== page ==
Joan’s career soared through the 70s and into the 80s. She became a permanent guest on The Tonight Show and enjoyed sell-out tours in Vegas, commanding $200,000 for a five-night run. She admitted: ‘I am my work. It’s my drug of choice. I’m afraid the work will dry up.’ Unbeknown to her, that nightmare – and much more – was about to come true.

    Although in 1986 she received a $15-million contract to host The late Show Starring Joan Rivers, making her the first woman to have her own late-night talk show on a major network, her supremacy was short-lived. Less than a year later, Joan was told by TV executives to tone down her style and ratings slumped. Behind the scenes, rows led to Fox threatening to sack the show’s producer, Joan’s husband, Edgar. Joan said she’d walk, and in the end, they were both fired. Three weeks later, Edgar – who’d been suffering long-term depression – committed suicide.

    His death almost broke Joan. She became estranged from 19-year-old Melissa for a year (her daughter blamed her for what had happened). She also discovered that Edgar had squandered all their money on bad investments.

    Joan sold her Bel-Air mansion and moved to New York. Then the work dried up, nobody wanted to book a woman whose husband had killed himself. As her life began to unravel, Joan became bulimic, though she later recovered with therapy. (Friends recall how when they went out to dinner, she would put mints on the table and eat them while picking at her food.)

    At her lowest, she considered suicide. ‘I was a pariah. I was a non-person. I thought, “What’s the point?” recalled Joan, who was saved by her dog, Spike. ‘I had the gun in my lap and the dog sat on the gun.’

    She was forced to start again. She took her ‘merry widow tour’ to the tiny clubs where she’d begun, getting booed when she told gags about Edgar’s death. But she clawed her way back and, in 1989, her persistence was rewarded with a new daytime TV talk show, The Joan Rivers Show, which ran for five years and earned her an Emmy award. Three years later, she found love again with Orin Lehman, a former financier who had the use of only one leg (‘my Heather Mills’). After nine years together, she discovered he was seeing other women and she dumped him. For a while, she made a financial recovery with the jewellery range she sold on QVC (when clothes and beauty were added, she pulled in more than $1 billion). She had a lavish lifestyle to fund, including an Upper East Side penthouse that resembled a mini Versailles, and a butler who served guests M&Ms from a silver platter. But she was known for her generosity, paying the school fees for her friends’ children.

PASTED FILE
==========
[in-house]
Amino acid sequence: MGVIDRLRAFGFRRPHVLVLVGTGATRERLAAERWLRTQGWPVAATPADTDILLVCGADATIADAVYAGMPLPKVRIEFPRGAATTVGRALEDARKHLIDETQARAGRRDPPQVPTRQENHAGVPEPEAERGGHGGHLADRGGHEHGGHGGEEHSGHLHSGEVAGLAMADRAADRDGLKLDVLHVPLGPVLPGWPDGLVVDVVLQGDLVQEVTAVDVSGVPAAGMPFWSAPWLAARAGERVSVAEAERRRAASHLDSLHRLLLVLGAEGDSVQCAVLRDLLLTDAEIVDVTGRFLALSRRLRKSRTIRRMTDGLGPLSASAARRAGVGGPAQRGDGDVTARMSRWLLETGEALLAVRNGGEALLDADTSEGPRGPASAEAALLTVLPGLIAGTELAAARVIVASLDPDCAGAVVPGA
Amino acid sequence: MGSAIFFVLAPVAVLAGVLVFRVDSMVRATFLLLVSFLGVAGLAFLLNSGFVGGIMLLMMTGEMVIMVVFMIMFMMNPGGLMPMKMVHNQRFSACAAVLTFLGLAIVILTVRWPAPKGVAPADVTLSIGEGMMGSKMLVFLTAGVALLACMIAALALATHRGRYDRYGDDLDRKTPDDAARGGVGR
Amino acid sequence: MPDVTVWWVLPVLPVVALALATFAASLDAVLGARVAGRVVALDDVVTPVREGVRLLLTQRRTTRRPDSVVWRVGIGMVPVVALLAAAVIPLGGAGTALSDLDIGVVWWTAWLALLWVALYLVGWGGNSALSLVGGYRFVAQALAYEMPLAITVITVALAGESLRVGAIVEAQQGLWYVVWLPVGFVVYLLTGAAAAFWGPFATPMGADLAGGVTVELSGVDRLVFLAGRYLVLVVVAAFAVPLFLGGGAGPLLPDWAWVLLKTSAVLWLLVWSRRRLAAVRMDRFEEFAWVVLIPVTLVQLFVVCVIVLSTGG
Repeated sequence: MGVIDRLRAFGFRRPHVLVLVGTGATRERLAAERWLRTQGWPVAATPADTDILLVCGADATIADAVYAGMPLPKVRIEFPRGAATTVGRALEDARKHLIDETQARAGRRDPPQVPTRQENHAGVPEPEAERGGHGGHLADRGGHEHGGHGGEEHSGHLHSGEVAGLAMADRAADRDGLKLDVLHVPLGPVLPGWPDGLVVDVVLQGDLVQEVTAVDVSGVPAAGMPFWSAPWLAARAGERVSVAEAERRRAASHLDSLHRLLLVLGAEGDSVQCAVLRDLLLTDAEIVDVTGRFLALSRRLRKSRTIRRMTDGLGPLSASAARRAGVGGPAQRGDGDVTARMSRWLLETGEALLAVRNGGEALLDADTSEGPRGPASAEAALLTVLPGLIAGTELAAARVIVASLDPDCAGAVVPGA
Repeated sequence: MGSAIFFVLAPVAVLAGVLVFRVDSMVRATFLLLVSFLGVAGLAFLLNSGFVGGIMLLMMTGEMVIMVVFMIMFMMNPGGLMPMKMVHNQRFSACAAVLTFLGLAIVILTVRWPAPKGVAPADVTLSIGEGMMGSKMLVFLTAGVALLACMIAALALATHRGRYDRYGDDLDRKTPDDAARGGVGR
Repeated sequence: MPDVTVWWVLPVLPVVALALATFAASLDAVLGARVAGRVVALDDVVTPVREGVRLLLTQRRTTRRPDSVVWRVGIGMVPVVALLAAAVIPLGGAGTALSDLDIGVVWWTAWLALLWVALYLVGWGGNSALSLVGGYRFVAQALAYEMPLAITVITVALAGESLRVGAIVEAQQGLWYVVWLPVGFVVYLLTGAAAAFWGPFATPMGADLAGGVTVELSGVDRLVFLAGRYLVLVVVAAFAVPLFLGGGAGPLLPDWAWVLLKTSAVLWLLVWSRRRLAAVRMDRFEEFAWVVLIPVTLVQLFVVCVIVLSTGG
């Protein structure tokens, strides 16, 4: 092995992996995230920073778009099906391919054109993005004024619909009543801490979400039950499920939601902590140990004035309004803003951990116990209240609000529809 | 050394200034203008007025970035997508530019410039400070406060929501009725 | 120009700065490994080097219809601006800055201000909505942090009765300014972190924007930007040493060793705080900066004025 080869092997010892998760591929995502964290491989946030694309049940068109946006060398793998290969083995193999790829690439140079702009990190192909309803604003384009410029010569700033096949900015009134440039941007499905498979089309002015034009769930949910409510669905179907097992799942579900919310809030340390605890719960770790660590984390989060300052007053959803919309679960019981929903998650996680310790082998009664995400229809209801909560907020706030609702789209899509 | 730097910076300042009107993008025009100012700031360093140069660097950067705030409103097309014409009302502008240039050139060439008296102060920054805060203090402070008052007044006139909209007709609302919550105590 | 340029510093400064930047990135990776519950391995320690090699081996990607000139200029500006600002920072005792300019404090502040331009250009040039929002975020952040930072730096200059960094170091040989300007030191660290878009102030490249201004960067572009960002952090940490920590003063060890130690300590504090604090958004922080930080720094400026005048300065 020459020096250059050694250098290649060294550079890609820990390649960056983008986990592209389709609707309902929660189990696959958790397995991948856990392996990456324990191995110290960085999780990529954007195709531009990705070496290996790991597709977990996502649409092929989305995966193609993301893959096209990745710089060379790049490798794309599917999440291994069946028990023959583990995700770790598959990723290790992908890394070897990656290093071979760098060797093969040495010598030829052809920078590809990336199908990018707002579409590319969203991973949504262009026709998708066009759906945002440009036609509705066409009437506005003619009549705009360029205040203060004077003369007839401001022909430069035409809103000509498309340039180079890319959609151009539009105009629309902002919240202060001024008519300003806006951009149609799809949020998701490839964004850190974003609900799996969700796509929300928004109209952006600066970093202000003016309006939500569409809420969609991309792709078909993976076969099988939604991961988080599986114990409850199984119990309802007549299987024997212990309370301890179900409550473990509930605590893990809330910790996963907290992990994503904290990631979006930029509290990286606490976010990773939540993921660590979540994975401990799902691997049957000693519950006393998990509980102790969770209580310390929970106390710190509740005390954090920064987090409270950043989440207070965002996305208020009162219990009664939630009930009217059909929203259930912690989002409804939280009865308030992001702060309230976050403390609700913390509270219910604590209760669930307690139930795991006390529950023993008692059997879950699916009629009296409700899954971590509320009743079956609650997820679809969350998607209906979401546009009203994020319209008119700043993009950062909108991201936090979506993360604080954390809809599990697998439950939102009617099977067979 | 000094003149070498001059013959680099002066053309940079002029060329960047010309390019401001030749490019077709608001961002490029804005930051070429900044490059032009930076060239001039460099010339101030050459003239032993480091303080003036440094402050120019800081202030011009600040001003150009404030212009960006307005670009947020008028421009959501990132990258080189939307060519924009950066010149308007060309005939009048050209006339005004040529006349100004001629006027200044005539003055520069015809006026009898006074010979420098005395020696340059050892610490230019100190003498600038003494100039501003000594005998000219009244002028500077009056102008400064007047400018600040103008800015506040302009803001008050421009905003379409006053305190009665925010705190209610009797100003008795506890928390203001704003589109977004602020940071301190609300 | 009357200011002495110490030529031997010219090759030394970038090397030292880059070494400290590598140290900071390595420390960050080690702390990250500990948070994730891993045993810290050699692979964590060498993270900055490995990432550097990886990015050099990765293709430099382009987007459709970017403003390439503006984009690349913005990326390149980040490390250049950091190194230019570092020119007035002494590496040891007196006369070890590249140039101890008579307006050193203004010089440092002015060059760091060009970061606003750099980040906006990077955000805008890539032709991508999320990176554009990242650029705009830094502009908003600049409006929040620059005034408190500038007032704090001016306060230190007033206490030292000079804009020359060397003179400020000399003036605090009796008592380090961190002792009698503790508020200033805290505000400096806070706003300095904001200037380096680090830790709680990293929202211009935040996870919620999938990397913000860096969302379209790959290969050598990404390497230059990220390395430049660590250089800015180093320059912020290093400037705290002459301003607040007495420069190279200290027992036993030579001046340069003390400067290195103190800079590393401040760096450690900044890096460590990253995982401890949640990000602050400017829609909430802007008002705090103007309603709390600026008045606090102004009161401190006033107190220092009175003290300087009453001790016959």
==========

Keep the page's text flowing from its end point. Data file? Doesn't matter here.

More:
Shockingly, in 1995, another financial disaster loomed when her business partner absconded with $37 million after floating her company, Joan Rivers Inc Worldwide. ‘I’ll work the rest of my life to pay that off,’ she said at the time. Fifteen years later, the documentary Joan Rivers: A Piece of Work showed Joan still haunted by failure. ‘I’ll show you fear,’ she says, staring forlornly at a blank diary. ‘That’s fear.’

    ‘I was quite intimidated by the idea of Joan,’ says Ricki Stern, one of the film’s directors. ‘But she was much more open and vulnerable than I’d expected. At our first meeting, she sat on a stool looking up at me. It was her way of putting me at ease.’

    Joan spent 25 years volunteering for a charity that delivers meals to people with HIV/AIDS. ‘I remember at one delivery there was no elevator in the building,’ says the charity’s Blaine Trump. ‘Joan was dressed to the nines. We walked up seven flights of stairs. When we got to the door, she fell in the apartment and said: “I’ve gotta sit down. Here’s your meal.” She was hilarious.’

    After her career hiatus, Joan, at 77, bounced back with a new TV show, Fashion Police, in which she and Kelly Osbourne lampooned celebrity wardrobes at red-carpet events: ‘I say: “Nicole Kidman, you’re in a red dress with a white face. You look like a ketchup bottle.” She won’t talk to me at the next part, but that’s my job.’

    Four years later, Joan made possibly her most controversial comment yet when she respond to 2,000 Palestinians being killed in the Israel-Gaza crisis: ‘They were told to get out. You don’t get out, you’re an idiot. At least the ones killed were the ones with low IQs.’ She later said her comments had been taken out of context and a statement said she was ‘praying for peace’.

    She seemed unstoppable. Asked if she’d ever retire, the 81-year old shot back: ‘I’d rather die.’ A month later, she stopped breathing during a minor throat operation. She remained on life support until her death on 4 September 2014.

    ‘She was so funny, smart, kind and likeable, you couldn’t not fall in love with her,’ says Ricki Stern. ‘The small shows where she’d test out jokes was when you saw her brilliance. Laughter was her oxygen.’